The Swing Dance Night That Led Me To Move To Sweden

Stockholm was a major player in the Lindy Hop dance revival of the 1980s when swing dancing got its second birth. Even though Jazz music and Lindy Hop dance both originated in the US, several Swedes were part of the first group of teachers who undertook to get the rest of us to remember and learn this wonderful dance. They sought out original dancers such as Norma Miller and Frankie Manning, who had given up on teaching because they didn’t think the world cared anymore. These people brought them out of retirement to help create a revival and every year in the summer they have 5 weeks of classes, live music, and dancing in a little town called Herräng located a few hours north of Stockholm. And if you come to Sweden for Herräng, you always pass through Stockholm. So, I really felt I was in the epicenter for Lindy Hop.

As I sat down to think before jumping into dancing with someone else, I pondered the fact that you usually have to ask others to dance when you are new. This excited me because it gave me a chance to think about what qualities I was looking for in another dancer: a kind heart, a gentle lead, and space to improvise. I knew I should ask someone to dance, but I couldn’t help but want to pause and drink this all in. To observe and watch the dancers swinging out on that floor, with smiles on their faces, showed a mirror to my happy feelings in my heart. However, I knew the only way to truly experience swing dancing is to participate.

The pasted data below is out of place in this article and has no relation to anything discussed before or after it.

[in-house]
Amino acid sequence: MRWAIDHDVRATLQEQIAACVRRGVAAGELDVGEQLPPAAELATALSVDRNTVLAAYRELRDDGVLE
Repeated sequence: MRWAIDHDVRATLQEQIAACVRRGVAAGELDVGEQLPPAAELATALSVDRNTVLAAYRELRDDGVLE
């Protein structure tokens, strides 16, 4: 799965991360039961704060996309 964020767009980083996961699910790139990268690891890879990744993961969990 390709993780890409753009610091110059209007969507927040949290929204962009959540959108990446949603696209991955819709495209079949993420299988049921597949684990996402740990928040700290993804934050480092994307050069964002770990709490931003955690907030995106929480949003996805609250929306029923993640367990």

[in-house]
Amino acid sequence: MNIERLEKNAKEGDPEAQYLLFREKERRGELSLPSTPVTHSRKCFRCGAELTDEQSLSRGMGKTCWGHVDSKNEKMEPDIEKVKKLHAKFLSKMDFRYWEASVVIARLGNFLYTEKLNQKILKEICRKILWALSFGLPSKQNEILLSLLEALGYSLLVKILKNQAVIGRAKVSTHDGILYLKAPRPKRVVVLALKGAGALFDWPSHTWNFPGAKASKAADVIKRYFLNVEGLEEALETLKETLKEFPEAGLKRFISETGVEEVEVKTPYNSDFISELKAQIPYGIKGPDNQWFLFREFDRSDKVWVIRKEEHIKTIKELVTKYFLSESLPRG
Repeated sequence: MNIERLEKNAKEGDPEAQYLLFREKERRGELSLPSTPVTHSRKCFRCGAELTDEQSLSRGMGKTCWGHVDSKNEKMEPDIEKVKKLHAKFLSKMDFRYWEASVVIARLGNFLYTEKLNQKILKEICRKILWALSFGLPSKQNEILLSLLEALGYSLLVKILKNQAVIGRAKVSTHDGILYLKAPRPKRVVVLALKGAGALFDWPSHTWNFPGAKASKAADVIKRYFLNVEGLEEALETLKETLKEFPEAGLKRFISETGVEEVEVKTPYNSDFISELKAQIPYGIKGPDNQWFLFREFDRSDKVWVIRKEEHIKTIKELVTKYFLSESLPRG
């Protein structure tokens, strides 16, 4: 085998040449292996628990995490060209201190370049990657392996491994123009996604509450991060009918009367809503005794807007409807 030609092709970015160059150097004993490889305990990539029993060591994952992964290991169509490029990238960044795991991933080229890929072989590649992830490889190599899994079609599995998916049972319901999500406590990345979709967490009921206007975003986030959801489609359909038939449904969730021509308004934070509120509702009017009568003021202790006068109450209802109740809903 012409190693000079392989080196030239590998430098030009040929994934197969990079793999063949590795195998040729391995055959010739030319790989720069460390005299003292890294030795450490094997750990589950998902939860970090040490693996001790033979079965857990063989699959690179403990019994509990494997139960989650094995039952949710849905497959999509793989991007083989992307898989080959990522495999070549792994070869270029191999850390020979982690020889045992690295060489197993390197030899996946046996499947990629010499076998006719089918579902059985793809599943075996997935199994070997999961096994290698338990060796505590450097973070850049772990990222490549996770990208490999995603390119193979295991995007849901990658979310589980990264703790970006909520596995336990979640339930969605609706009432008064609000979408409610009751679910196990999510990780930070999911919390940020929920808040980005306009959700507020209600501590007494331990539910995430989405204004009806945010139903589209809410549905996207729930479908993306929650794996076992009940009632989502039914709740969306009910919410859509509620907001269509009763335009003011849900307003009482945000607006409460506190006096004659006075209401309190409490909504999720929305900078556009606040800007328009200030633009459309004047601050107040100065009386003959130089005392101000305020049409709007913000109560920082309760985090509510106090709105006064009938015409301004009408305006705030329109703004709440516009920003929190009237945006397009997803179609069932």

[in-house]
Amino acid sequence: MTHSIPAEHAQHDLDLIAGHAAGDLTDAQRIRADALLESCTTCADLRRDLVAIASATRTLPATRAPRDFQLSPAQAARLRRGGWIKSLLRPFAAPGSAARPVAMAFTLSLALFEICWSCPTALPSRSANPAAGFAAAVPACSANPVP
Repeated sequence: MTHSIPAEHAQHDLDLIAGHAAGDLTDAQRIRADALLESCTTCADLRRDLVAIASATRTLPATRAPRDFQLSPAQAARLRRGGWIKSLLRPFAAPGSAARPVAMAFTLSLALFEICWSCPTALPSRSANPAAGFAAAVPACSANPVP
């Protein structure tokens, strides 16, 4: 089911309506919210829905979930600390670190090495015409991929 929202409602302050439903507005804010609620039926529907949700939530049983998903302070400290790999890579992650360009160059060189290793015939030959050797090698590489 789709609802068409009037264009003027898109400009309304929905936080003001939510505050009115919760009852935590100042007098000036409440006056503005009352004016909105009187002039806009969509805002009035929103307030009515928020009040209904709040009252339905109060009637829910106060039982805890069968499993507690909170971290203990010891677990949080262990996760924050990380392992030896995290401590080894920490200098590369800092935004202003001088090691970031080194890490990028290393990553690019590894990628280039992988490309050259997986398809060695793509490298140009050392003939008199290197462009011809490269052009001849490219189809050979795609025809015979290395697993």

In the land of Lindy Hop, not everyone dances Balboa, so if you know this subset dance of the swing era, it’s like having a magic key to another ballroom that only those who know the secret password can enter.

Since no one was making any move to ask me to dance, I sat down near where he was dancing, to watch the close embrace stylings with quick shuffle steps. Having recently taken my first class in Balboa, but still not being proficient in the dance, I figured I would watch their feet closely to see if I could learn something new.

As I pause to answer, he gently takes my hand to lead me to sit at a table. I can feel the softness of his touch and the fingertip to fingertip of our hands. I’m holding hands with this man I just met and I don’t want to let go. I can’t remember the last time I felt such a gentle touch. I am getting a little starry-eyed at this point and thinking I need to talk to him more.

I pause, thinking about the experience of the week.

I smile at the thought. “Well, it’s not exactly a Nobel prize, but one given out by Karolinska Institutet. It’s a prize for Excellence In Medical Education Research. The highest international honor for his field, so still a really big deal.”

I start to talk faster and louder as I get excited.

‘This is a night I will remember for the rest of my life!’”

Mattias listened carefully, and then asked

“I could imagine myself being happy living here someday.”

Even after the words escaped my lips, I wasn’t sure why I shared that observation. Maybe to give him a hint of my interest, or maybe it was simply my heart speaking my future wish.

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